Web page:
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we said this for years. we used to have a fire season set the end of summer into fall. and now it feels year round. it drives at home with a fire like this. other areas of the bay area, don't sleep on this. this started because someone was burning debris which was supposed to be a contlled burn. a real sense until we get more wet weather this will be a risk. people need to be on high alert all the time.'s i wanted to ask you about your guest on political break down. tell us about to the person you interviewed. she flipped a seat down there. >> republican from a district san bernardino county. she is try to carve out a path as a moderate. is gonna be fascinating to see. when she ran in 2018 and 2020 she said not the party of trump. she didn't want to get into it when i asked about the january 6
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commission and kevin mccarthy and whether it was good to put someone like jim jordan there. she has reached across the aisle far more than her colleagues. she is more republican in the district that it was last time. she's an immigrant. she has in incredible story. see how people like her deal with what the party is becoming. marching towards immigration and other issues. good news. it seemed and i love the story. butterflies are back. there has been concern. last year the butterfly count had been declining for many years. butterflies come in winter in california. the count declined to under 2000. this is in comparison to the 1980s where there were millions of monarchs that would, on the
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coastline. this year they are back up to a couple hundred thousand. would you hear about this? >> good news but scientists don't know why it's happening. that part is not clear. it is clear that they are definitely bouncing back. we can expect to see more monarch butterflies as you mentioned. expected to be over 200,000 butterflies. we could see them in the east bay and north bay. but we're not gonna see them in the city. if you do want to see them, wake up super early in the morning, that's what they are suggesting the peak time to see a monarch butterfly. >> early riser to see a butterfly. >> one other question happening out of san jose. santa clara county looking at holding a new jail. >> they are. this is coming after little more than a year of waffling between building a jail that has been the plan or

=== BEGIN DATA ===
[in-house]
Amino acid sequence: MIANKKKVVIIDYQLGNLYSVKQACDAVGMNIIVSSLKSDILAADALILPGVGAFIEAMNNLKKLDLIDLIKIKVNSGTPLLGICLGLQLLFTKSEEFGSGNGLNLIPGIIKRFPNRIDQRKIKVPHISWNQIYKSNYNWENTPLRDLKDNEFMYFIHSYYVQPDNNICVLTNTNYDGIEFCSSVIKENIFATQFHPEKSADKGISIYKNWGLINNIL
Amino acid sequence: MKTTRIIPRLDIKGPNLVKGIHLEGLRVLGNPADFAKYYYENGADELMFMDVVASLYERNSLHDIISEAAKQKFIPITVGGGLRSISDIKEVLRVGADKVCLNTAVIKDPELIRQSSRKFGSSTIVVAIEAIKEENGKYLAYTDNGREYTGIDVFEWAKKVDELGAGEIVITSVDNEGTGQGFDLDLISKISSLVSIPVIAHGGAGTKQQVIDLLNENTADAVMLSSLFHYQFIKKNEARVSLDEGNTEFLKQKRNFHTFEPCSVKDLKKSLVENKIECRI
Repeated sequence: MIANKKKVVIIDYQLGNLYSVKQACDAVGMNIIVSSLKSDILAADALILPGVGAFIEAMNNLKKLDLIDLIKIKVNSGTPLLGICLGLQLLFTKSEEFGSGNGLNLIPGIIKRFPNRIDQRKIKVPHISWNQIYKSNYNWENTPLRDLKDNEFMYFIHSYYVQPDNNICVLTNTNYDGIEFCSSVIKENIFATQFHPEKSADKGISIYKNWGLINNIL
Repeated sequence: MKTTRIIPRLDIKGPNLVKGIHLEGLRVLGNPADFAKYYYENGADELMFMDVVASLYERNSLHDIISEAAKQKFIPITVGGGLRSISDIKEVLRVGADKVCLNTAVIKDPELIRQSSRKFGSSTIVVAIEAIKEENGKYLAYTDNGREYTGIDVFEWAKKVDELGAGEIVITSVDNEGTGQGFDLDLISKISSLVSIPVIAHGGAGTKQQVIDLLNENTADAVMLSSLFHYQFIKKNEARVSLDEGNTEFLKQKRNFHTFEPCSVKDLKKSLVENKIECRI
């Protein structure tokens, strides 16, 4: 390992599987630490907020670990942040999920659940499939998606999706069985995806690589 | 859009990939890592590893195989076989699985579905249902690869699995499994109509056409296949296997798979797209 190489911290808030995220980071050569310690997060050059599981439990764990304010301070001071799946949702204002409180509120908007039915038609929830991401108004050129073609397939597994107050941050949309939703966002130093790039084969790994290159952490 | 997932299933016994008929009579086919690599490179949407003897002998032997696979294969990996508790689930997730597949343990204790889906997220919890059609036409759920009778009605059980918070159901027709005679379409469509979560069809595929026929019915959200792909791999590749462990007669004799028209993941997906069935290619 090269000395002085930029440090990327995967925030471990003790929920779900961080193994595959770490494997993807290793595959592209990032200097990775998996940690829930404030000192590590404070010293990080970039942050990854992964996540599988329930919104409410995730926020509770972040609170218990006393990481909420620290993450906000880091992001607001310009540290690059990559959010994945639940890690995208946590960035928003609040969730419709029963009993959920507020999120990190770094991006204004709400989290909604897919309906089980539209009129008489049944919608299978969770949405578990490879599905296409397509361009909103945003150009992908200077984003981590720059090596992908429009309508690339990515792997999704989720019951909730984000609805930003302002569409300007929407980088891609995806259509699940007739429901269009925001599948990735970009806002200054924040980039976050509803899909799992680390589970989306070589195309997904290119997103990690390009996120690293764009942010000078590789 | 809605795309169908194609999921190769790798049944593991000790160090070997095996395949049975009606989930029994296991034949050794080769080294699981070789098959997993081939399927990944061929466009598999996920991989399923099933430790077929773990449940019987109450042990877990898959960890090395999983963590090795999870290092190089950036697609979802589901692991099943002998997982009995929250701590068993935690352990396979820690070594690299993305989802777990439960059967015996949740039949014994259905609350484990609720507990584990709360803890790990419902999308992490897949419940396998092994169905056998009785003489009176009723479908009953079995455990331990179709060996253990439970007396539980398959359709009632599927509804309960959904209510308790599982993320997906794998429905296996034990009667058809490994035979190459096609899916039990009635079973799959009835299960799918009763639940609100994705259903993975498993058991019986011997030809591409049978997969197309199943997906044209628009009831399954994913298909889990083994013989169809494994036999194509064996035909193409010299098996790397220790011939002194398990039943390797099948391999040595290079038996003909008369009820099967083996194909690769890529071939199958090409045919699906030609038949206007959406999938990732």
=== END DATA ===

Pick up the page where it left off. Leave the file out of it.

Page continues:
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using the money, instead, to build a behavioral health care facility to solve some of the issues of those who have mental illnesses who are incarcerated. it seems like now what's happening, they are moving forward on plans to build the jail but they are also looking at options for alternative solutions to incarcerating the mentally ill. we will have to see where the second part comes in we are expect to hear more in april. last question. any of you football fans? watching the game. the team is winni. 49ers won against the packers last week in green bay. this weekend they are going up against the rams in los angeles. it seems like the rams fans have not been able to keep the 49er fans out. they tried to scoop up all the
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tickets. do you want to give up prediction are tell us what you know? >> predictions arras rough. it's gonna be a close game. of the rams be the niners in 2018. a lot of people think it could be way closer than the last few games. it's going to be exciting. we've seen all the playoff games. it's come to the wire. it could happen here. it two california teams. one making it to the super bowl and it will be in l.a. >> exciting to watch. thank you so much for joining us kqed reporter. and political reporter extraordinaire. thank you. >> this week something beautiful should be called slithery. at the east bay place you can find snakes, lizards and a komodo dragon.
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there trial land scorpions and transient was.
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yamiche: president biden gets a supreme court pick. president biden: the person i will nominate will be the first black woman ever nominated to the united states supreme court. yamiche: justice steven breyer announces his retirement. and president biden vows his replacement will make history. >> i'm going to give the president nominee whoever that may be a fair look. yamiche: setting the stage for a nate debate ahead of the midterms. plus -- >> we're acting with equal focus and force to bolster ukraine's defenses and prepare a swift united response to further russian aggression. yamiche: tensions over russia and ukraine intensify. next. announcer: this is "washington week." corporate funding is provided br